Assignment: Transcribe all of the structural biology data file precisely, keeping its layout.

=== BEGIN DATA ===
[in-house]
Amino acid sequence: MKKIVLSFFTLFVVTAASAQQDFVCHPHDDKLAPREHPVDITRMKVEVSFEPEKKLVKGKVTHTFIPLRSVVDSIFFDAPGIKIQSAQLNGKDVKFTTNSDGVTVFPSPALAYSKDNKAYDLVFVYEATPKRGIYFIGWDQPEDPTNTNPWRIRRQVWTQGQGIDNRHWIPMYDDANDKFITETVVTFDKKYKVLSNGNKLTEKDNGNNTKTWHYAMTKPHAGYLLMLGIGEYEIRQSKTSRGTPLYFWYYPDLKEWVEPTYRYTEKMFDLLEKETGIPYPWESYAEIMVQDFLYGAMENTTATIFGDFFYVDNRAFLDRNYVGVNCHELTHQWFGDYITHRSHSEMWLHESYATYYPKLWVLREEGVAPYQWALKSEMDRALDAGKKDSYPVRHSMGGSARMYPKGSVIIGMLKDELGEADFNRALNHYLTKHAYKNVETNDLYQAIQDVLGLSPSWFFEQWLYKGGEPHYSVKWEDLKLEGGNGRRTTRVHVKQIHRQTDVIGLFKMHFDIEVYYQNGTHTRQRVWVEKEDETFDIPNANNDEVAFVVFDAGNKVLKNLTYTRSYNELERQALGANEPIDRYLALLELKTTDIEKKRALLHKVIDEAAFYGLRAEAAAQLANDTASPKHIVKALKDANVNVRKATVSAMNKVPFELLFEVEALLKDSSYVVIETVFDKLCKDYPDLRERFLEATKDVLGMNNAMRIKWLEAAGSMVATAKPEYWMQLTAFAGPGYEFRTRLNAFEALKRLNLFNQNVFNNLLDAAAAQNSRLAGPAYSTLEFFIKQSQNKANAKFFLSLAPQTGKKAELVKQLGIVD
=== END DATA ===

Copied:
[in-house]
Amino acid sequence: MKKIVLSFFTLFVVTAASAQQDFVCHPHDDKLAPREHPVDITRMKVEVSFEPEKKLVKGKVTHTFIPLRSVVDSIFFDAPGIKIQSAQLNGKDVKFTTNSDGVTVFPSPALAYSKDNKAYDLVFVYEATPKRGIYFIGWDQPEDPTNTNPWRIRRQVWTQGQGIDNRHWIPMYDDANDKFITETVVTFDKKYKVLSNGNKLTEKDNGNNTKTWHYAMTKPHAGYLLMLGIGEYEIRQSKTSRGTPLYFWYYPDLKEWVEPTYRYTEKMFDLLEKETGIPYPWESYAEIMVQDFLYGAMENTTATIFGDFFYVDNRAFLDRNYVGVNCHELTHQWFGDYITHRSHSEMWLHESYATYYPKLWVLREEGVAPYQWALKSEMDRALDAGKKDSYPVRHSMGGSARMYPKGSVIIGMLKDELGEADFNRALNHYLTKHAYKNVETNDLYQAIQDVLGLSPSWFFEQWLYKGGEPHYSVKWEDLKLEGGNGRRTTRVHVKQIHRQTDVIGLFKMHFDIEVYYQNGTHTRQRVWVEKEDETFDIPNANNDEVAFVVFDAGNKVLKNLTYTRSYNELERQALGANEPIDRYLALLELKTTDIEKKRALLHKVIDEAAFYGLRAEAAAQLANDTASPKHIVKALKDANVNVRKATVSAMNKVPFELLFEVEALLKDSSYVVIETVFDKLCKDYPDLRERFLEATKDVLGMNNAMRIKWLEAAGSMVATAKPEYWMQLTAFAGPGYEFRTRLNAFEALKRLNLFNQNVFNNLLDAAAAQNSRLAGPAYSTLEFFIKQSQNKANAKFFLSLAPQTGKKAELVKQLGIVD